The initial binder content is normally assessed in terms of the film thickness that is required
depending on the gradation. so depending on the size of particles that we have, percentage of
different fractions we can approximately calculate the surface area and we can find what is the
minimum thickness of binder that has to be there coating these aggregates from the point of view
of durability of these mixes. Thus normally the initial trial binder is on the basis of the film
thickness that is required to code these aggregates and also taking into consideration if these
aggregates are absorptive then some amount of bitumen is going go into these pores. Therefore
taking into consideration this is an empirical formula. Obviously this will serve only as an initial
trail thickness so we can take this initial trail binder content. You can start with this binder
content and select other binder contents on either side of this.


(Refer Slide Time: 00:22:33 min)

Normally specimens have to be tested are prepared at six different binder contents. And at each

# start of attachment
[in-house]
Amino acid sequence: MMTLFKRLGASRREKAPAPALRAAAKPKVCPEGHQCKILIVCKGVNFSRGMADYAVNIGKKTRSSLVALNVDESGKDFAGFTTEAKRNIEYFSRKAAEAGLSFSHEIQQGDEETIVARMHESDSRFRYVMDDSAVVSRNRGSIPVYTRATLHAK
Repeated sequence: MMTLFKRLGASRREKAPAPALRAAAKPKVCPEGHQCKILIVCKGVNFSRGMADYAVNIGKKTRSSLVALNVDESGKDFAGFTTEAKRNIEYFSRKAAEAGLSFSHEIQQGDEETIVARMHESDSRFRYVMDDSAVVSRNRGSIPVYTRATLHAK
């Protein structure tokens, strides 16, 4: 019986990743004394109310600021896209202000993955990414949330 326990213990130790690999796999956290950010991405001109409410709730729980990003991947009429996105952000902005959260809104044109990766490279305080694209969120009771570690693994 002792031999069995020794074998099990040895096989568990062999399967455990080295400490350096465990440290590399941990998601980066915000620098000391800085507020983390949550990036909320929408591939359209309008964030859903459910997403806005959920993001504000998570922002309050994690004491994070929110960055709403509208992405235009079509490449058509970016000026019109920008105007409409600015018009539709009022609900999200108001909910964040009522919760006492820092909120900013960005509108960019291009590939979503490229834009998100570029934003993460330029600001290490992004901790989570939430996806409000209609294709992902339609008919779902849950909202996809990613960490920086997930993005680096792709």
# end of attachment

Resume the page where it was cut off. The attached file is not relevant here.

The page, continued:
binder content normally three specimens have to be prepared. So, if you take about 25 kg of
blended aggregate and about four liters of binder that would be normally be sufficient to cover
these six binder contents and three specimens at each binder content.
Before we go about preparing these specimens we have to determine the viscosity of binder at
different temperatures using rotational viscometer. We have discussed about Brookfield
viscometer in the previous lessons and then measuring absolute viscosity using rotational
viscometers. So we have to determine the viscosity of bituminous binder at various temperatures.
This exercise is necessary to select the mixing and compaction temperatures.


(Refer Slide Time: 00:23:30 min)

There are guidelines that are available about what is the consistency of the binder that we should